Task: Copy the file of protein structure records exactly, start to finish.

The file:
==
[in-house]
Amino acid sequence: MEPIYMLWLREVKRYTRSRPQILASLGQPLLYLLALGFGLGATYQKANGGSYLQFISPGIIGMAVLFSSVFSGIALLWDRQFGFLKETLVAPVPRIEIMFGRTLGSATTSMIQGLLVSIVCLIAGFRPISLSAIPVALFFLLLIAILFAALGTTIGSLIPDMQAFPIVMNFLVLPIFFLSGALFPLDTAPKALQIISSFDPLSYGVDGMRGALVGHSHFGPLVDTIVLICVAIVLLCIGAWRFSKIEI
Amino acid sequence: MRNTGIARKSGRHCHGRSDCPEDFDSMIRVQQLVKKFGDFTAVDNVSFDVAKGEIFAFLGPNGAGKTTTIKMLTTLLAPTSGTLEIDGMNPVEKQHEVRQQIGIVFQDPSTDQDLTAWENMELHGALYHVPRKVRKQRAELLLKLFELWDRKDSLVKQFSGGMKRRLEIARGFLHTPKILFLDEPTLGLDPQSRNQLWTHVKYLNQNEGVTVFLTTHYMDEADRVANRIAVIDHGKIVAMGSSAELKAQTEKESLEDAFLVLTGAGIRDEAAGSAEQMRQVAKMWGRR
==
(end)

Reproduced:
[in-house]
Amino acid sequence: MEPIYMLWLREVKRYTRSRPQILASLGQPLLYLLALGFGLGATYQKANGGSYLQFISPGIIGMAVLFSSVFSGIALLWDRQFGFLKETLVAPVPRIEIMFGRTLGSATTSMIQGLLVSIVCLIAGFRPISLSAIPVALFFLLLIAILFAALGTTIGSLIPDMQAFPIVMNFLVLPIFFLSGALFPLDTAPKALQIISSFDPLSYGVDGMRGALVGHSHFGPLVDTIVLICVAIVLLCIGAWRFSKIEI
Amino acid sequence: MRNTGIARKSGRHCHGRSDCPEDFDSMIRVQQLVKKFGDFTAVDNVSFDVAKGEIFAFLGPNGAGKTTTIKMLTTLLAPTSGTLEIDGMNPVEKQHEVRQQIGIVFQDPSTDQDLTAWENMELHGALYHVPRKVRKQRAELLLKLFELWDRKDSLVKQFSGGMKRRLEIARGFLHTPKILFLDEPTLGLDPQSRNQLWTHVKYLNQNEGVTVFLTTHYMDEADRVANRIAVIDHGKIVAMGSSAELKAQTEKESLEDAFLVLTGAGIRDEAAGSAEQMRQVAKMWGRR